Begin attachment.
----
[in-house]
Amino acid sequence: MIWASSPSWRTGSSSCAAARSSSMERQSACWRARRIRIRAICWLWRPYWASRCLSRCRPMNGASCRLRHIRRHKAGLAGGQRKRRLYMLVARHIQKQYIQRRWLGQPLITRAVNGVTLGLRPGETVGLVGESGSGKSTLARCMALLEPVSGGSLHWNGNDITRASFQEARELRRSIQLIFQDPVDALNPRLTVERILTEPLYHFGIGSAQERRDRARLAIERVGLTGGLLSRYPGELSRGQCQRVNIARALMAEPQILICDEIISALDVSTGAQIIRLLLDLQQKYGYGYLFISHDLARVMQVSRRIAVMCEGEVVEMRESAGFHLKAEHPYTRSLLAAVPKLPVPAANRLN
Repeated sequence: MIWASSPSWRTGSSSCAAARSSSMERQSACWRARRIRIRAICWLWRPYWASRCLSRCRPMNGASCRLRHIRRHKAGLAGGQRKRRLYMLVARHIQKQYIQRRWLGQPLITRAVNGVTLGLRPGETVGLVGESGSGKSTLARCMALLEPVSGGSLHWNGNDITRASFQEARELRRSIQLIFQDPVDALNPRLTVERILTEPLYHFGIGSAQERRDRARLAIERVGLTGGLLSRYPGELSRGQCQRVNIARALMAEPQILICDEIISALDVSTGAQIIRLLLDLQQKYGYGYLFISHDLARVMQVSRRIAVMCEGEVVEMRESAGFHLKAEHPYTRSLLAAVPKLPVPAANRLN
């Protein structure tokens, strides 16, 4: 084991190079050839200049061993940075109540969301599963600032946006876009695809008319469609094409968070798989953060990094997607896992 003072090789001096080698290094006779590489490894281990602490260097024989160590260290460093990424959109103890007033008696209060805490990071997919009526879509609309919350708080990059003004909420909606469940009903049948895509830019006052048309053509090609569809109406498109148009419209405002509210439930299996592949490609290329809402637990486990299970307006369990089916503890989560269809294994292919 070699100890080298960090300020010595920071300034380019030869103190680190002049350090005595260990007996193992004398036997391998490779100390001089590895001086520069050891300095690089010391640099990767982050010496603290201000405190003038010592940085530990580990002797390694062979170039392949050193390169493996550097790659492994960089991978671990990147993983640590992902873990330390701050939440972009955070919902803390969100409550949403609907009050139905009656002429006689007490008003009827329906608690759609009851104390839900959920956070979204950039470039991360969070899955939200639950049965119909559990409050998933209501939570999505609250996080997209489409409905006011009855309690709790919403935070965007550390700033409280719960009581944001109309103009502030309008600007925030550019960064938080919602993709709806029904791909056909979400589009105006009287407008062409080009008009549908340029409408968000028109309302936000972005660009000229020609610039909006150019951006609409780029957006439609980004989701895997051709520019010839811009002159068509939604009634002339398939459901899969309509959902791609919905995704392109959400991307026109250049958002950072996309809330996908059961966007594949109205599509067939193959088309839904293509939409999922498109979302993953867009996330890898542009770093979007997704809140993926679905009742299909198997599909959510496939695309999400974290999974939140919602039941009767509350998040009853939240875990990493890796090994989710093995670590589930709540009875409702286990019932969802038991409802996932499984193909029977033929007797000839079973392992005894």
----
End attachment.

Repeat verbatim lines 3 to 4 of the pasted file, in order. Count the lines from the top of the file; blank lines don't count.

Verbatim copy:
Repeated sequence: MIWASSPSWRTGSSSCAAARSSSMERQSACWRARRIRIRAICWLWRPYWASRCLSRCRPMNGASCRLRHIRRHKAGLAGGQRKRRLYMLVARHIQKQYIQRRWLGQPLITRAVNGVTLGLRPGETVGLVGESGSGKSTLARCMALLEPVSGGSLHWNGNDITRASFQEARELRRSIQLIFQDPVDALNPRLTVERILTEPLYHFGIGSAQERRDRARLAIERVGLTGGLLSRYPGELSRGQCQRVNIARALMAEPQILICDEIISALDVSTGAQIIRLLLDLQQKYGYGYLFISHDLARVMQVSRRIAVMCEGEVVEMRESAGFHLKAEHPYTRSLLAAVPKLPVPAANRLN
């Protein structure tokens, strides 16, 4: 084991190079050839200049061993940075109540969301599963600032946006876009695809008319469609094409968070798989953060990094997607896992 003072090789001096080698290094006779590489490894281990602490260097024989160590260290460093990424959109103890007033008696209060805490990071997919009526879509609309919350708080990059003004909420909606469940009903049948895509830019006052048309053509090609569809109406498109148009419209405002509210439930299996592949490609290329809402637990486990299970307006369990089916503890989560269809294994292919 070699100890080298960090300020010595920071300034380019030869103190680190002049350090005595260990007996193992004398036997391998490779100390001089590895001086520069050891300095690089010391640099990767982050010496603290201000405190003038010592940085530990580990002797390694062979170039392949050193390169493996550097790659492994960089991978671990990147993983640590992902873990330390701050939440972009955070919902803390969100409550949403609907009050139905009656002429006689007490008003009827329906608690759609009851104390839900959920956070979204950039470039991360969070899955939200639950049965119909559990409050998933209501939570999505609250996080997209489409409905006011009855309690709790919403935070965007550390700033409280719960009581944001109309103009502030309008600007925030550019960064938080919602993709709806029904791909056909979400589009105006009287407008062409080009008009549908340029409408968000028109309302936000972005660009000229020609610039909006150019951006609409780029957006439609980004989701895997051709520019010839811009002159068509939604009634002339398939459901899969309509959902791609919905995704392109959400991307026109250049958002950072996309809330996908059961966007594949109205599509067939193959088309839904293509939409999922498109979302993953867009996330890898542009770093979007997704809140993926679905009742299909198997599909959510496939695309999400974290999974939140919602039941009767509350998040009853939240875990990493890796090994989710093995670590589930709540009875409702286990019932969802038991409802996932499984193909029977033929007797000839079973392992005894």